The old graveyard and the ruined church in Iskaheen – the resting place of Eógan mac Néill

Eoghan, King of Tír Eoghain, and Prince of Inis Eoghain is buried at St. Patrick’s Church in Iskaheen, Innishowen, Donegal. A plaque there states “Eoghan Prince of Iniseoghain, Son of Niall of the Nine Hostages. Died 465 of grief for his brother Conall. Baptised by Patrick and buried in Uisce Chaoin”

The plaque marking the burial place of Eógan mac Néill

49th G – MUIREADHACH  died about 489. (Wikipedia) King of Ailech and head of the Cenél nEógain branch of the northern Uí Néill.  Married Erra (Earca) daughter of Loarn mac Eirc   of Dál Riata .  They had the following children:

 i. Feredach macMuirdeach O’Neill founder of the Cenél Feradaig branch;
ii. Muirchertach mac Muiredaig (died 532), high king of Ireland, also known as Muirchertach mac Ercae and founder of the Cenél maic Ercae branch
iii. FERGUS Mor macEarca , King of the Dalriada
iv. Moen, founder of the Cenél Moen branch
v. Tigernach, founder of the Cenel Tigernaig branch.

There is no mention of him in the Irish annals but the Laud Synchronisms give him a reign of 24 years as King of Ailech giving him an approximate reign of 465–489.

48th G – FERGUS Mór mac Eirc (Scottish Gaelic: Fergus Mòr Mac Earca) , King of of Dál Riata (Wikipedia) died in 501 in killed. A legendary king of Dál Riata.   While little is known of his acutal historical record, his posthumous importance as the founder of Scotland in the national myth of Medieval and Renaissance Scotland is not in doubt. Rulers of Scotland from Cináed mac Ailpín until the present time claim descent from Fergus Mór (Fergus the Great).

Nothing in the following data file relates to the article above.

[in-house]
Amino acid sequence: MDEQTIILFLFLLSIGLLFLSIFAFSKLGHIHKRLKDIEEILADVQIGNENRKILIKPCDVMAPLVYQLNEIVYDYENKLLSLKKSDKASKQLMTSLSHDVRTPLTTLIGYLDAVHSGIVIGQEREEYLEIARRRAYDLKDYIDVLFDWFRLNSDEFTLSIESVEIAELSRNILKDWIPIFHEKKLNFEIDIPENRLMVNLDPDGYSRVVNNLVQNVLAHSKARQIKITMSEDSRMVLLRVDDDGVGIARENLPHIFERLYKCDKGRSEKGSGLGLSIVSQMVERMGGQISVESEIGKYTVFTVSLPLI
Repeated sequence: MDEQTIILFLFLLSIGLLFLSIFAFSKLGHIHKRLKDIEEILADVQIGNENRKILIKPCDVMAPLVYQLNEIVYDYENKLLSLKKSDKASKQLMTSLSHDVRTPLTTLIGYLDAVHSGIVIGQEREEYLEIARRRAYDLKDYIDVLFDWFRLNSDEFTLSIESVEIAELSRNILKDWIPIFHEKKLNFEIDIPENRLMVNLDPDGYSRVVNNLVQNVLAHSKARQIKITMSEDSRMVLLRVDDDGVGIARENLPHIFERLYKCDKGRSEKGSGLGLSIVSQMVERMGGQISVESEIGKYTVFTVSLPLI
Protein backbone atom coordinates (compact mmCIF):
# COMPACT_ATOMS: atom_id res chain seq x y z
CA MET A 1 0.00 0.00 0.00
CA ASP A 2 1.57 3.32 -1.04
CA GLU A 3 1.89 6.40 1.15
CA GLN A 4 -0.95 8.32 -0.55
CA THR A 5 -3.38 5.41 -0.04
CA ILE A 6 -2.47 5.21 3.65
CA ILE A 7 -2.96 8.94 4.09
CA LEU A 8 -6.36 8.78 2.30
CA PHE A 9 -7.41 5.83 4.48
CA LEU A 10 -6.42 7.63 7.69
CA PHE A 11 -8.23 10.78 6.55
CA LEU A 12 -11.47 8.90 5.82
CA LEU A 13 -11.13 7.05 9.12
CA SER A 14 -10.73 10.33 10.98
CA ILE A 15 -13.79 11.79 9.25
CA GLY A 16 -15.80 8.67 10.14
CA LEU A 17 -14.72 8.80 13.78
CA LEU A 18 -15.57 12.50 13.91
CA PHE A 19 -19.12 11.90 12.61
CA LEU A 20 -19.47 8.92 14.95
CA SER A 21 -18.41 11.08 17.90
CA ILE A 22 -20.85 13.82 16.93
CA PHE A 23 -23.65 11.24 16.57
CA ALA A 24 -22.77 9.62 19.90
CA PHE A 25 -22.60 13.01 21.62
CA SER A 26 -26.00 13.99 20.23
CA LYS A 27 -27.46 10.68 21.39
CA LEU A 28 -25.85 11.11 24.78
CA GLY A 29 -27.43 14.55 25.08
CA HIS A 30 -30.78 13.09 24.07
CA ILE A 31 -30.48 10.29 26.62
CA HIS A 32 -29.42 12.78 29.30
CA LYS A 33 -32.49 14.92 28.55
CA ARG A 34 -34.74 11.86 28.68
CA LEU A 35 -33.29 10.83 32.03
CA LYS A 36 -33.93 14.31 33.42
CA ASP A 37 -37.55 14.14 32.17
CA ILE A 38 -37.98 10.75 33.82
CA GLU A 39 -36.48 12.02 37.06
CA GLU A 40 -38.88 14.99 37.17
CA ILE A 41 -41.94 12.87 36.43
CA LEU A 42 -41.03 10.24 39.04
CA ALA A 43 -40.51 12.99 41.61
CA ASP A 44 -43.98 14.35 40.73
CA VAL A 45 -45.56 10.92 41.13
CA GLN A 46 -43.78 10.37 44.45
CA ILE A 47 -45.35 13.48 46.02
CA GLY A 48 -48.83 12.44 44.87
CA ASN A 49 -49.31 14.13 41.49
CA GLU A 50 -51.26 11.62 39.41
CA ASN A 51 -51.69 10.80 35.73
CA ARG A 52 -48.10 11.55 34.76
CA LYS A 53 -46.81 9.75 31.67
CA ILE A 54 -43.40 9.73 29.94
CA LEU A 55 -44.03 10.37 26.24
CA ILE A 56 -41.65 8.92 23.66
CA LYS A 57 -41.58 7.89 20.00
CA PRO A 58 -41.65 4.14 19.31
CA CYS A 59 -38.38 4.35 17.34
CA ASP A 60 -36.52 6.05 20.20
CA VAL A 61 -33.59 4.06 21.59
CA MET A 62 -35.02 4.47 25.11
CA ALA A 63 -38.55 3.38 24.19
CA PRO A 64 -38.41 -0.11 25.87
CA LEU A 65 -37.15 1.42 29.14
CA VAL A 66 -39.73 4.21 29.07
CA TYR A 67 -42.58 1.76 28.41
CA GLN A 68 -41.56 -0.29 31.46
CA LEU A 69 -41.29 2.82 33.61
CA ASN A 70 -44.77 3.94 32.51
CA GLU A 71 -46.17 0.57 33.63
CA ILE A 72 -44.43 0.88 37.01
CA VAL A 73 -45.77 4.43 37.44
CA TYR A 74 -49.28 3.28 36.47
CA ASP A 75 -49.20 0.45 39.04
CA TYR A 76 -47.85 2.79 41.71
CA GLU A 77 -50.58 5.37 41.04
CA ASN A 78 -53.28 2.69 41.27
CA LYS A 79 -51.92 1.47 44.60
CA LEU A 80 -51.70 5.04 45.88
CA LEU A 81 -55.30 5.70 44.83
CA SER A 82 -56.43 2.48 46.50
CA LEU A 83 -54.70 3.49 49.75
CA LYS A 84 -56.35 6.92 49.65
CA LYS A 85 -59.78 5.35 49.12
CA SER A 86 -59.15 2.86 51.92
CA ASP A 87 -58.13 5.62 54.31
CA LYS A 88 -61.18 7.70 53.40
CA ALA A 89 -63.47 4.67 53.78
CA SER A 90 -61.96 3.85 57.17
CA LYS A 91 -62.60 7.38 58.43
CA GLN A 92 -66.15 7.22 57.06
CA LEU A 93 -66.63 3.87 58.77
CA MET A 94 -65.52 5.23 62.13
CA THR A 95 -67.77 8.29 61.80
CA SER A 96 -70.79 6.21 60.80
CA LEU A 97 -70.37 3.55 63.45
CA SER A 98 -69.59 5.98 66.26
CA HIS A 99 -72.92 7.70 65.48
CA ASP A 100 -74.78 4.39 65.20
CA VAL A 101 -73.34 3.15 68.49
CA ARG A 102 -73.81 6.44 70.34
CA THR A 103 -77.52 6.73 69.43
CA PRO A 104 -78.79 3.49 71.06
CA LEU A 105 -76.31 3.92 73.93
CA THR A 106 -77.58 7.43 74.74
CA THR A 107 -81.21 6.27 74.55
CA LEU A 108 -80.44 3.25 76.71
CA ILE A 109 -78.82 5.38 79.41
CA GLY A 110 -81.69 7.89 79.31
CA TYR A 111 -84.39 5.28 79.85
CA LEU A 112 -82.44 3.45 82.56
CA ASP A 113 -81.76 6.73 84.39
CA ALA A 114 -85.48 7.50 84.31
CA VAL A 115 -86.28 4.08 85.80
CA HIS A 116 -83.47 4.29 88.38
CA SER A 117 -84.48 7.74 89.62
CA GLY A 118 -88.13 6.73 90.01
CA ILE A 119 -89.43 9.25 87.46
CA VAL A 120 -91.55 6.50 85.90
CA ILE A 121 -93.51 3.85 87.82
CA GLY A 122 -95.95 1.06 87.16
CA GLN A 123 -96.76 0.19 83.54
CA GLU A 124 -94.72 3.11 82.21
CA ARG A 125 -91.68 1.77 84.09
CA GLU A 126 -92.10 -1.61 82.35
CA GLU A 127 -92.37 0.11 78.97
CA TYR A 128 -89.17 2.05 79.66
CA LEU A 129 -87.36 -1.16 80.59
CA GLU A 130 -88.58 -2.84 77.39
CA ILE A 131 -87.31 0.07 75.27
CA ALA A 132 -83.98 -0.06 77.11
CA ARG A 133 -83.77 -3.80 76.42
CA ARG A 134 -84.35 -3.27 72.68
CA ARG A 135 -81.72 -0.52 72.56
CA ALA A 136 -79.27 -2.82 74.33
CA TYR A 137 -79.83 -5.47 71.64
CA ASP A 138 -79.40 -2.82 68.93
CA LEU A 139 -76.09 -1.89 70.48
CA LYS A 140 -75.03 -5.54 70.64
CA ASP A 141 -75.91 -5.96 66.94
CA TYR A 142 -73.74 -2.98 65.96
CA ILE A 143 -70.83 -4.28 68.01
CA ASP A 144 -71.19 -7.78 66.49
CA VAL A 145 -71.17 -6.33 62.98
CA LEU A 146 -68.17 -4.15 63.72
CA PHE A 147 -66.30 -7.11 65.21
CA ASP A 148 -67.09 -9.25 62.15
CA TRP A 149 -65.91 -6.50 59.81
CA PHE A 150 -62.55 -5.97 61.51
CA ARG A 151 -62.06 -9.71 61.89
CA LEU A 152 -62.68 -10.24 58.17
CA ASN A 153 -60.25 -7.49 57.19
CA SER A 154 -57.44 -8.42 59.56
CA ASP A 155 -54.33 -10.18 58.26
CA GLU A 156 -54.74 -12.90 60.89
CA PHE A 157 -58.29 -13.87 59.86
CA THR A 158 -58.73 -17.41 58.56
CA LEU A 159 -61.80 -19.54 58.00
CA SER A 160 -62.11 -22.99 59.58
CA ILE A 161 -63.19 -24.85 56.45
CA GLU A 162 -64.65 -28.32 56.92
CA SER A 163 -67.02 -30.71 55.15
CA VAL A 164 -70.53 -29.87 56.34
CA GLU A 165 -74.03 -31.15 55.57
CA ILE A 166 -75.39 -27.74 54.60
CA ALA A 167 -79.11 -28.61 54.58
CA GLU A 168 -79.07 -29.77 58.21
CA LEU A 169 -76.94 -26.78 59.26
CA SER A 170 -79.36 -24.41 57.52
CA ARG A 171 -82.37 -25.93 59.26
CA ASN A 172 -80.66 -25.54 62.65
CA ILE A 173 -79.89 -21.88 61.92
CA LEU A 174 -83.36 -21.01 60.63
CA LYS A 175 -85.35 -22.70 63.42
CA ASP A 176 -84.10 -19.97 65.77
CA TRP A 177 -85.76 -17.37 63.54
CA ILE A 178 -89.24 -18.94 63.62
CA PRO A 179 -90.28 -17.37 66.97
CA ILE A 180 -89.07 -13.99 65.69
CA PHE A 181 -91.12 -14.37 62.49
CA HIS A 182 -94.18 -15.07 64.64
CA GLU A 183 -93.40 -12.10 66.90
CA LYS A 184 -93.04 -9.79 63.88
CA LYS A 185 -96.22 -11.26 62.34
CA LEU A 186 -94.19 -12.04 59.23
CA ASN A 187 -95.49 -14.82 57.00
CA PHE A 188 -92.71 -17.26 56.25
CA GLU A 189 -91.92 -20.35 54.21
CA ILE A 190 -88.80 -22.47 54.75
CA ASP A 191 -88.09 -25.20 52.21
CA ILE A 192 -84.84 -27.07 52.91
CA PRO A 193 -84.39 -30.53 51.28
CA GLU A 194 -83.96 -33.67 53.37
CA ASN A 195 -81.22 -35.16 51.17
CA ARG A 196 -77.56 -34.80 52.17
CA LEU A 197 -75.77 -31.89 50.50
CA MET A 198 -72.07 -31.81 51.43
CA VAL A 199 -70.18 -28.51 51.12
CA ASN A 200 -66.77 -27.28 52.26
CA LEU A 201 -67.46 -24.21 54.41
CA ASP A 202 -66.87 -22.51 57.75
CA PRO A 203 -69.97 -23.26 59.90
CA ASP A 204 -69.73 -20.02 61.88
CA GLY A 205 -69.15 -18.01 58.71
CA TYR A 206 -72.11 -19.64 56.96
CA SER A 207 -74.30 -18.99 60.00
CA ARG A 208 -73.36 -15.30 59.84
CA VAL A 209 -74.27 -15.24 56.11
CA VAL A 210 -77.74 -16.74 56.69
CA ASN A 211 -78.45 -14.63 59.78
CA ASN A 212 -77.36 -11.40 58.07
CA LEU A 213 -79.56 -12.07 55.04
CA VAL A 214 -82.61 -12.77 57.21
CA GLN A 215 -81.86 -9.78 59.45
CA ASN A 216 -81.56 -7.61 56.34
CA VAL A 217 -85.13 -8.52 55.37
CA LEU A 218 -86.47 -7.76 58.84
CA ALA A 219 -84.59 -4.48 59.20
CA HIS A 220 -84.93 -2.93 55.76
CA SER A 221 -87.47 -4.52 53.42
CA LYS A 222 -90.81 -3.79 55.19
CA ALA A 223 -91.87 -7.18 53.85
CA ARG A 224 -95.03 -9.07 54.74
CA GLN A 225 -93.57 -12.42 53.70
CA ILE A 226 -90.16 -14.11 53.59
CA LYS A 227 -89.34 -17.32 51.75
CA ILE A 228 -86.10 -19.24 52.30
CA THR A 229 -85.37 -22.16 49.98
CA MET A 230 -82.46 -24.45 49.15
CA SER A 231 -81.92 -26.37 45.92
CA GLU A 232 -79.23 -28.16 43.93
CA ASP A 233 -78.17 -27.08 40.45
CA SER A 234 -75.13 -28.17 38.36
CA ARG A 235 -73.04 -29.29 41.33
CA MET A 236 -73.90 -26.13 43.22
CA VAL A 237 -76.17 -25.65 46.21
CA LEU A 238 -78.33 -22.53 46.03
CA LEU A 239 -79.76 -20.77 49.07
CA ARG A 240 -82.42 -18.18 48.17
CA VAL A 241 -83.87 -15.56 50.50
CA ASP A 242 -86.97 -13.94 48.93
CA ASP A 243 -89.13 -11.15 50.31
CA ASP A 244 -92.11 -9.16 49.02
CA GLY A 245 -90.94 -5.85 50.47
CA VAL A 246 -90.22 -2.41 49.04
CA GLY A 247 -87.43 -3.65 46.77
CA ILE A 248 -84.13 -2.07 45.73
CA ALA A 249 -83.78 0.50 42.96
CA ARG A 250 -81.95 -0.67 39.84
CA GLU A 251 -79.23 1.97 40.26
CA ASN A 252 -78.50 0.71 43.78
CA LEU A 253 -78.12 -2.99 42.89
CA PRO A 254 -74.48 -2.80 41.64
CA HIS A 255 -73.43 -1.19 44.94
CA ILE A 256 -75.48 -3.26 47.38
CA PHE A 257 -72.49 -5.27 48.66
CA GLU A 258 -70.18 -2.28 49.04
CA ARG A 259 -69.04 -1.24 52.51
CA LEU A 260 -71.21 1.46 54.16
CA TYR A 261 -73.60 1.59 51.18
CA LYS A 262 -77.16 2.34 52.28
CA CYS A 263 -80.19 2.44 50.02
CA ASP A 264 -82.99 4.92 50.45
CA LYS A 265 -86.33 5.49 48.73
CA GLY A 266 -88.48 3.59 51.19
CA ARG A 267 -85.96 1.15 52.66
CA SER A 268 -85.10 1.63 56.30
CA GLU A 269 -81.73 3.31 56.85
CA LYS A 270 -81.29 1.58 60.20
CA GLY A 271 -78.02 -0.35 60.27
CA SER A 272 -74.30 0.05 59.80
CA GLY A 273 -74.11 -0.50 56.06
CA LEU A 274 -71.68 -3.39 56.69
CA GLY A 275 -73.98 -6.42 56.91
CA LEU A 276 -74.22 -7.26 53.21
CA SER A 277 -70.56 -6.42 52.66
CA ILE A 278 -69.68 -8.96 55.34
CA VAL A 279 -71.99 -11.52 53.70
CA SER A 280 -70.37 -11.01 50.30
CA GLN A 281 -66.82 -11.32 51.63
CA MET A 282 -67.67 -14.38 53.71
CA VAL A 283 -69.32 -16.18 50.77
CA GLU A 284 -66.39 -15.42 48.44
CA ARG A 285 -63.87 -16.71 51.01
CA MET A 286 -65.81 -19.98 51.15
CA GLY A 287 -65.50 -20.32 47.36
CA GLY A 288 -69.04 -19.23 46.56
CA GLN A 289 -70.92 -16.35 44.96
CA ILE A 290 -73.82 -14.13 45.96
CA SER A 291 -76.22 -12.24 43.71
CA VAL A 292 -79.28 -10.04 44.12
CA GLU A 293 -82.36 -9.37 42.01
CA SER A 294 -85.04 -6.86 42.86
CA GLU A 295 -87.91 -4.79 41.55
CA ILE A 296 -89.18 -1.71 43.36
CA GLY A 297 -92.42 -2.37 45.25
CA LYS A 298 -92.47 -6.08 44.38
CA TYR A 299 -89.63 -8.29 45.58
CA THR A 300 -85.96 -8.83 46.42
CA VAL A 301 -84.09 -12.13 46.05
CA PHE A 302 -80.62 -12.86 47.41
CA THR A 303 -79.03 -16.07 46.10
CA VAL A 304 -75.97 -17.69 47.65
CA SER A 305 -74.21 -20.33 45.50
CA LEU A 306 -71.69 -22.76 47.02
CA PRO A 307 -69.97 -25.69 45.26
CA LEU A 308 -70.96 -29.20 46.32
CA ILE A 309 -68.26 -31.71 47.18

The historical record, such as it is, consists of an entry in the Annals of Tigernach, for the year 501, which states: Feargus Mor mac Earca cum gente Dal Riada partem Britaniae tenuit, et ibi mortuus est. (Fergus Mór mac Eirc, with the people of Dál Riata, held part of Britain, and he died there.)  The record in the Annals has given rise to theories of invasions of Argyll from Ireland, but these are not considered authentic.

Fergus is also found in the king lists of Dál Riata, and later of Scotland, of which the Senchus Fer n-Alban and the Duan Albanach can be taken as examples. The Senchus states that Fergus Mór was also known as Mac Nisse Mór. These sources probably date from the 10th and 11th centuries respectively, many generations after Fergus may have lived.

The Senchus and the Duan name Fergus’s father as Erc son of Eochaid Muinremuir. A Middle Irish genealogy of the kings of Alba gives an extensive genealogy for Fergus: [Fergus] m. h-Eircc m. Echdach Muinremuir m. Óengusa Fir m. Feideilmid m. Óengusa m. Feideilmid m. Cormaicc, and a further forty-six generations here omitted.  While it was suggested some believe Fergus claimed lineage to Arthur, the historian John Morris has suggested, instead, that Fergus was allowed to settle in Scotland as a federate of Arthur, as a bulwark against the Picts.

Andrew of Wyntoun’s early 15th century Orygynale Cronykil of Scotland says that Fergus was the first Scot to rule in Scotland, and that Cináed mac Ailpín was his descendant. In addition, he writes that Fergus brought the Stone of Scone  with him from Ireland, that he was succeeded by a son named Dúngal.